45 been stated several times. Thanks for the show of "good faith" you
46 demand from users: always good to have an example to follow.
48 > > > The former means that it is not ready for wide stable or testing
49 > > > users, the latter means that it has been tested to not work at all;
50 > > > furthermore, we need to explicitly specify which arches in that
51 > > > case.
52 > >
53 > > You're missing the point, again. The question was what does "dropping
54 > > keywords" mean, when the maintainer has stabilised a newer version on
55 > > the arch/s s/he has available, but feels that slower archs are holding
56 > > up that process.
57 >
58 > Where is that question?
60 *sigh* Are you really saying you don't understand the point of this
61 thread? It's yaf "slow archs are slow and i don't want them" complaint,
62 which recur every year or so, going back at least 10, though we haven't
63 had this for the last couple of years that I recall; Gentoo has moved
64 pretty quickly.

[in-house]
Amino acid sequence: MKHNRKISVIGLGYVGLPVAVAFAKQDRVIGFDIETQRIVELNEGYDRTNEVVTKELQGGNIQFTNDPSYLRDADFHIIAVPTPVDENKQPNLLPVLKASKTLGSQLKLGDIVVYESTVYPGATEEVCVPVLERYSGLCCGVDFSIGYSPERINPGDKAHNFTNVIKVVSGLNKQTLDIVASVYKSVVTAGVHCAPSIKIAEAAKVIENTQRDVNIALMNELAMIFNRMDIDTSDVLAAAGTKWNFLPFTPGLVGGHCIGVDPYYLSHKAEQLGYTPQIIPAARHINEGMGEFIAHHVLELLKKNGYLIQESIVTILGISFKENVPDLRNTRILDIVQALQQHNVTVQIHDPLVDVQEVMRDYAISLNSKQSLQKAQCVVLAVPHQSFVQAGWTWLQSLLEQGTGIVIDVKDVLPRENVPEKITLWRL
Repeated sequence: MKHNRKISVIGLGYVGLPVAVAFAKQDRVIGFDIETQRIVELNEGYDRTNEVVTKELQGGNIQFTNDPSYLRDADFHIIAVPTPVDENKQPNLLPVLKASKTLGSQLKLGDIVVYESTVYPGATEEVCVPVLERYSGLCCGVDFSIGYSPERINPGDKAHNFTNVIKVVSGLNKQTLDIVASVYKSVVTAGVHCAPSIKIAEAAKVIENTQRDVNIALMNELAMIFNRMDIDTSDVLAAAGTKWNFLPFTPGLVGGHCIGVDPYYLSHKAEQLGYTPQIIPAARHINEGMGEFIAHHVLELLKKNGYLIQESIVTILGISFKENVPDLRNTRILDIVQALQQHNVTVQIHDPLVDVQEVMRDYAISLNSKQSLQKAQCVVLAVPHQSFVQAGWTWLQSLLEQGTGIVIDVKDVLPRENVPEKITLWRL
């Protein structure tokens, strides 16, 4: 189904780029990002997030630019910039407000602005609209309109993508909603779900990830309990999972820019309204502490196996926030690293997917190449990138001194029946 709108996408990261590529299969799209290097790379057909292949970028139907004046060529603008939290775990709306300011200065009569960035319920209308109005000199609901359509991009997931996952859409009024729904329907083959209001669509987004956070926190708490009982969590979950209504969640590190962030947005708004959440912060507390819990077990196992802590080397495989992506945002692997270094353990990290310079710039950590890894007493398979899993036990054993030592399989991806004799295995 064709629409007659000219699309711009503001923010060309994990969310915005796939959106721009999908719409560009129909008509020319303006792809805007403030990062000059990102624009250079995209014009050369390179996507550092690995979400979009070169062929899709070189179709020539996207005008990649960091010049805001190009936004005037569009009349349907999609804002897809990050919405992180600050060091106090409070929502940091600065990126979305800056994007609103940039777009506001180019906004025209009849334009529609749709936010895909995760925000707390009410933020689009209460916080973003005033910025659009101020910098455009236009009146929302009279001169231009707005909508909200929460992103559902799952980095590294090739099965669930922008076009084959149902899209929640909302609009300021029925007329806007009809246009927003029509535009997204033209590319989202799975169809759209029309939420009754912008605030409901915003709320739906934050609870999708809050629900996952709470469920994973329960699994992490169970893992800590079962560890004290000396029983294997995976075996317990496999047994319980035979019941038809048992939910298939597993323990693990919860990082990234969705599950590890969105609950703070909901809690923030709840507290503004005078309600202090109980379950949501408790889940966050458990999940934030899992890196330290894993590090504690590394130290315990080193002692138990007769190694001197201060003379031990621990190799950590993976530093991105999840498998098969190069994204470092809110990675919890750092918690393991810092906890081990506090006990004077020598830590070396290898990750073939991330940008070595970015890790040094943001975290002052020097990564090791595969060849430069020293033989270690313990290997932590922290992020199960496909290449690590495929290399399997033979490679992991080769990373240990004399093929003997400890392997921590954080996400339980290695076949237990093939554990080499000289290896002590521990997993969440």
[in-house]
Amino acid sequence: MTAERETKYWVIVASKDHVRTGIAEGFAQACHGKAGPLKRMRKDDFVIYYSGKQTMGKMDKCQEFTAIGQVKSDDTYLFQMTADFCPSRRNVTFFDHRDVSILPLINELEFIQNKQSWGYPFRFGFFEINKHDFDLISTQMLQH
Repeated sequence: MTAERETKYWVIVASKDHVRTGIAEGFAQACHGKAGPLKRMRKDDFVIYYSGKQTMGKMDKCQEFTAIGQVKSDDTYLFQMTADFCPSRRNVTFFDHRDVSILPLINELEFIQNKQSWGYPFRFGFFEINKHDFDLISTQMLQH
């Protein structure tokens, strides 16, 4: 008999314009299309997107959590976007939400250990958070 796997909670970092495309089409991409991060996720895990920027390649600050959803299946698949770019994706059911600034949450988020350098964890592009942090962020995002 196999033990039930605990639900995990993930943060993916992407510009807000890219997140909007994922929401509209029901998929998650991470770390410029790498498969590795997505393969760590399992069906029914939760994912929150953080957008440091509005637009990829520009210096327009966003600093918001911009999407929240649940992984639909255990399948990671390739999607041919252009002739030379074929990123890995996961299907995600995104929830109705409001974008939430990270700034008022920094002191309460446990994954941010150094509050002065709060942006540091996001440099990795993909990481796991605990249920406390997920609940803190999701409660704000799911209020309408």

66 It comes up more from openrc, imo, since the upstream maintainer is
67 also a Gentoo dev, who doesn't release testing (= hard-masked) ebuilds
68 for a core system package. That's an old argument, though, and his call.
69 I mention it simply because the QA process for that package is squashed,
70 in comparison to its importance within the framework. Git ebuilds are
71 not the same as distribution stabilisation.
73 No, I'm not expecting it to change. I'm just pointing out that it's
74 very different to the other packages in the tree (being in-house it
75 hasn't gone through any upstream testing at all, since Gentoo is
76 effectively the upstream), and a case could be made that in fact its
77 QA needs better handling, rather than changing policy to the detriment
78 of archs across the board in response to this complaint.
80 > > I'm slightly at a loss as to why it's such a big deal to just leave
81 > > the old ebuild as-is, given that anyone on a stabled arch should
82 > > upgrade automatically.
83 >
84 > It is when you are running the arch that only has the old version.
86 FGS that's up the AT and their users to collaborate on them with. It's
87 not up to some external "developer" to tell the AT which ebuilds are